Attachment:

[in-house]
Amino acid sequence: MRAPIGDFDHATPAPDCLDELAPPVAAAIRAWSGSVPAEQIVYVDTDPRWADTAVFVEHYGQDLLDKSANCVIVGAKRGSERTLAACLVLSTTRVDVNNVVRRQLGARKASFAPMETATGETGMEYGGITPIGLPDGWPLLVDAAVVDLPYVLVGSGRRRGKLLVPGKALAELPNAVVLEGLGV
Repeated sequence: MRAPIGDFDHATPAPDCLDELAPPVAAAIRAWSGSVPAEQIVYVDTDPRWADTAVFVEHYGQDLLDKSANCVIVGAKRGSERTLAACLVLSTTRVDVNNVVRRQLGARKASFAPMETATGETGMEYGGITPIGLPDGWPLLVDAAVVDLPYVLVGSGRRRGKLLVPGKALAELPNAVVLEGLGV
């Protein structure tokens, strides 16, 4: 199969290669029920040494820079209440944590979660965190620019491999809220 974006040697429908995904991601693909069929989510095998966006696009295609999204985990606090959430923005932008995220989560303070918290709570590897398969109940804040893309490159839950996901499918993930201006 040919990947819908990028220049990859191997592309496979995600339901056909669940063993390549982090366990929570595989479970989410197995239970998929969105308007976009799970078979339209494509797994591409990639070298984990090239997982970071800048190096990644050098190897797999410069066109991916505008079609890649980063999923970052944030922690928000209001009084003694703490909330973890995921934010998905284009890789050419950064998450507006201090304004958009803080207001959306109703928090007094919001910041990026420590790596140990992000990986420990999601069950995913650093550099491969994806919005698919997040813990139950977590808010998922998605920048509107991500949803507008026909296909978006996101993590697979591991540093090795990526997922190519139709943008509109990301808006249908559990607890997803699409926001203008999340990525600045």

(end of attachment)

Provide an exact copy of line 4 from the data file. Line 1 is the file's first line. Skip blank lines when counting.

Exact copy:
């Protein structure tokens, strides 16, 4: 199969290669029920040494820079209440944590979660965190620019491999809220 974006040697429908995904991601693909069929989510095998966006696009295609999204985990606090959430923005932008995220989560303070918290709570590897398969109940804040893309490159839950996901499918993930201006 040919990947819908990028220049990859191997592309496979995600339901056909669940063993390549982090366990929570595989479970989410197995239970998929969105308007976009799970078979339209494509797994591409990639070298984990090239997982970071800048190096990644050098190897797999410069066109991916505008079609890649980063999923970052944030922690928000209001009084003694703490909330973890995921934010998905284009890789050419950064998450507006201090304004958009803080207001959306109703928090007094919001910041990026420590790596140990992000990986420990999601069950995913650093550099491969994806919005698919997040813990139950977590808010998922998605920048509107991500949803507008026909296909978006996101993590697979591991540093090795990526997922190519139709943008509109990301808006249908559990607890997803699409926001203008999340990525600045």